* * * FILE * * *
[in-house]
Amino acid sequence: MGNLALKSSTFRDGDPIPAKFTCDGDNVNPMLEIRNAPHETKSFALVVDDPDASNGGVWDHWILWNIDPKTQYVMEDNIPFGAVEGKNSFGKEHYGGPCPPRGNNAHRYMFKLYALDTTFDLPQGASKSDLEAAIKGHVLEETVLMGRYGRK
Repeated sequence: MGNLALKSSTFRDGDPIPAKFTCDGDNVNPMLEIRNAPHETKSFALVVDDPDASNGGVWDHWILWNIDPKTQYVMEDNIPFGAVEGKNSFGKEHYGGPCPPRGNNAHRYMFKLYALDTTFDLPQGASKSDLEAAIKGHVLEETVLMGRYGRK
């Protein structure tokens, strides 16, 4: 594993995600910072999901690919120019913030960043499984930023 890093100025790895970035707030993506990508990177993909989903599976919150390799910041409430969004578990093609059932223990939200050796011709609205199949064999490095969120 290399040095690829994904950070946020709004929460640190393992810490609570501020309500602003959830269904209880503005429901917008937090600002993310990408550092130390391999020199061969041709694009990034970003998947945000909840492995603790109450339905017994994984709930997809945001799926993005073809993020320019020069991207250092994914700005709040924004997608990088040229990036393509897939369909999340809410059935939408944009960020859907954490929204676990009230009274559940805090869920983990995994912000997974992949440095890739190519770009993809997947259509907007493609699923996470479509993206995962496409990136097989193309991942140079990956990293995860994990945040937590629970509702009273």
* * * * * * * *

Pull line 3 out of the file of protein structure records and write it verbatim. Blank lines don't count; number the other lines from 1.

Repeated sequence: MGNLALKSSTFRDGDPIPAKFTCDGDNVNPMLEIRNAPHETKSFALVVDDPDASNGGVWDHWILWNIDPKTQYVMEDNIPFGAVEGKNSFGKEHYGGPCPPRGNNAHRYMFKLYALDTTFDLPQGASKSDLEAAIKGHVLEETVLMGRYGRK